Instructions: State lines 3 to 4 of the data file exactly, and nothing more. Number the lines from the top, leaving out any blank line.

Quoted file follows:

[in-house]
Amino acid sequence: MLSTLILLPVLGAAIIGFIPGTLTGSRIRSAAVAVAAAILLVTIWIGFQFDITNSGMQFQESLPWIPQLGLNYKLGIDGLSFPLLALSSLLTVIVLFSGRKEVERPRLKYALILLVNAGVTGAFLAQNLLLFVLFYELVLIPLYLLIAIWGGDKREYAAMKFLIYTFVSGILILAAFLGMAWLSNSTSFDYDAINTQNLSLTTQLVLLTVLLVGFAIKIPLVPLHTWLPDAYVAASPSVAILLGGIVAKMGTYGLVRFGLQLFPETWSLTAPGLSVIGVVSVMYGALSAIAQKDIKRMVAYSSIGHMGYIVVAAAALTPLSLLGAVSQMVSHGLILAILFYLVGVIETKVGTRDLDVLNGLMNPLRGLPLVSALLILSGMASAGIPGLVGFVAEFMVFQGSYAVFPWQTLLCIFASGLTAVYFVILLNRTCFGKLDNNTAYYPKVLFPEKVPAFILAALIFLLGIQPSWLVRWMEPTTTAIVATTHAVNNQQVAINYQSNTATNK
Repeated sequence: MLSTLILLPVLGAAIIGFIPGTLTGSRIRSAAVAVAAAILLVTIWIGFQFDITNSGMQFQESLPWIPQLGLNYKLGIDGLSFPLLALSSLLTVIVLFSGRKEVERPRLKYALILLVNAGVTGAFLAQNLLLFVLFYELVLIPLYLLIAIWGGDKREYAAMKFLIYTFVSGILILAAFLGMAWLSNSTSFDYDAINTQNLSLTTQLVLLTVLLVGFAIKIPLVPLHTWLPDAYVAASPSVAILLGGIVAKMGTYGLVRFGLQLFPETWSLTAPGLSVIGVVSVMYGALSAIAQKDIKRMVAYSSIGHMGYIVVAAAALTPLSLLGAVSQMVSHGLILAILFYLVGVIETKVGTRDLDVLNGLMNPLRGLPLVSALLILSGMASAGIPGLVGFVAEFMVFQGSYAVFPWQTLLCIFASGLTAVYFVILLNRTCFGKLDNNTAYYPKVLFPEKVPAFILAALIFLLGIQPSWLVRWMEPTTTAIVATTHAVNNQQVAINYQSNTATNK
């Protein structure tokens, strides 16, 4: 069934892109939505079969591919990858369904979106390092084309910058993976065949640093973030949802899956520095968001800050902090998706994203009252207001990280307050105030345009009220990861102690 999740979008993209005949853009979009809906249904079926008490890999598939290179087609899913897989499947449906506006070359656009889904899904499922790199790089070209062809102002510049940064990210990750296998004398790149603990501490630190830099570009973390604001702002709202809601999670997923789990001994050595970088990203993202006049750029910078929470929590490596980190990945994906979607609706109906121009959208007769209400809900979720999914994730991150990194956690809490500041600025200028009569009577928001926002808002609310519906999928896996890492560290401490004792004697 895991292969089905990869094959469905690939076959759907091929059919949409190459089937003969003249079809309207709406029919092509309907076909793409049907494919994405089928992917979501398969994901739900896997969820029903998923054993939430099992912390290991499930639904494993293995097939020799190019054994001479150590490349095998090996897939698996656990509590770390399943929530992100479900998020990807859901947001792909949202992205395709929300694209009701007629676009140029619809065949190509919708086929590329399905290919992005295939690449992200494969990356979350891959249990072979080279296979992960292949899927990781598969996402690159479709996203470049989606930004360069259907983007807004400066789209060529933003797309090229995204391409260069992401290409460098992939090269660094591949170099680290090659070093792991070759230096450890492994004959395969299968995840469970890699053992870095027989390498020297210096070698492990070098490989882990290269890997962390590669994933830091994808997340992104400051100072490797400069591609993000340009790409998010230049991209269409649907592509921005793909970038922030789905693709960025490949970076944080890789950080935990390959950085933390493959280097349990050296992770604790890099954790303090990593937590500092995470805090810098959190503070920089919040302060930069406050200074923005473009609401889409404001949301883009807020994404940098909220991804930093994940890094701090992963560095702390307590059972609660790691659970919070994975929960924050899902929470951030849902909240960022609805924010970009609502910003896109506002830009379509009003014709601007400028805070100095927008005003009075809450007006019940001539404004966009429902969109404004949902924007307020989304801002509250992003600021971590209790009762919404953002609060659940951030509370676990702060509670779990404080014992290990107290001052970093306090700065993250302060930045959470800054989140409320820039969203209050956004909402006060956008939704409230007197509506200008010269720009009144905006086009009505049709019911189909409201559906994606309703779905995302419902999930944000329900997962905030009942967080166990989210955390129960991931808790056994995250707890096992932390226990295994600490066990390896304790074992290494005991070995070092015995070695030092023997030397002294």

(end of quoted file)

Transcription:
Repeated sequence: MLSTLILLPVLGAAIIGFIPGTLTGSRIRSAAVAVAAAILLVTIWIGFQFDITNSGMQFQESLPWIPQLGLNYKLGIDGLSFPLLALSSLLTVIVLFSGRKEVERPRLKYALILLVNAGVTGAFLAQNLLLFVLFYELVLIPLYLLIAIWGGDKREYAAMKFLIYTFVSGILILAAFLGMAWLSNSTSFDYDAINTQNLSLTTQLVLLTVLLVGFAIKIPLVPLHTWLPDAYVAASPSVAILLGGIVAKMGTYGLVRFGLQLFPETWSLTAPGLSVIGVVSVMYGALSAIAQKDIKRMVAYSSIGHMGYIVVAAAALTPLSLLGAVSQMVSHGLILAILFYLVGVIETKVGTRDLDVLNGLMNPLRGLPLVSALLILSGMASAGIPGLVGFVAEFMVFQGSYAVFPWQTLLCIFASGLTAVYFVILLNRTCFGKLDNNTAYYPKVLFPEKVPAFILAALIFLLGIQPSWLVRWMEPTTTAIVATTHAVNNQQVAINYQSNTATNK
């Protein structure tokens, strides 16, 4: 069934892109939505079969591919990858369904979106390092084309910058993976065949640093973030949802899956520095968001800050902090998706994203009252207001990280307050105030345009009220990861102690 999740979008993209005949853009979009809906249904079926008490890999598939290179087609899913897989499947449906506006070359656009889904899904499922790199790089070209062809102002510049940064990210990750296998004398790149603990501490630190830099570009973390604001702002709202809601999670997923789990001994050595970088990203993202006049750029910078929470929590490596980190990945994906979607609706109906121009959208007769209400809900979720999914994730991150990194956690809490500041600025200028009569009577928001926002808002609310519906999928896996890492560290401490004792004697 895991292969089905990869094959469905690939076959759907091929059919949409190459089937003969003249079809309207709406029919092509309907076909793409049907494919994405089928992917979501398969994901739900896997969820029903998923054993939430099992912390290991499930639904494993293995097939020799190019054994001479150590490349095998090996897939698996656990509590770390399943929530992100479900998020990807859901947001792909949202992205395709929300694209009701007629676009140029619809065949190509919708086929590329399905290919992005295939690449992200494969990356979350891959249990072979080279296979992960292949899927990781598969996402690159479709996203470049989606930004360069259907983007807004400066789209060529933003797309090229995204391409260069992401290409460098992939090269660094591949170099680290090659070093792991070759230096450890492994004959395969299968995840469970890699053992870095027989390498020297210096070698492990070098490989882990290269890997962390590669994933830091994808997340992104400051100072490797400069591609993000340009790409998010230049991209269409649907592509921005793909970038922030789905693709960025490949970076944080890789950080935990390959950085933390493959280097349990050296992770604790890099954790303090990593937590500092995470805090810098959190503070920089919040302060930069406050200074923005473009609401889409404001949301883009807020994404940098909220991804930093994940890094701090992963560095702390307590059972609660790691659970919070994975929960924050899902929470951030849902909240960022609805924010970009609502910003896109506002830009379509009003014709601007400028805070100095927008005003009075809450007006019940001539404004966009429902969109404004949902924007307020989304801002509250992003600021971590209790009762919404953002609060659940951030509370676990702060509670779990404080014992290990107290001052970093306090700065993250302060930045959470800054989140409320820039969203209050956004909402006060956008939704409230007197509506200008010269720009009144905006086009009505049709019911189909409201559906994606309703779905995302419902999930944000329900997962905030009942967080166990989210955390129960991931808790056994995250707890096992932390226990295994600490066990390896304790074992290494005991070995070092015995070695030092023997030397002294």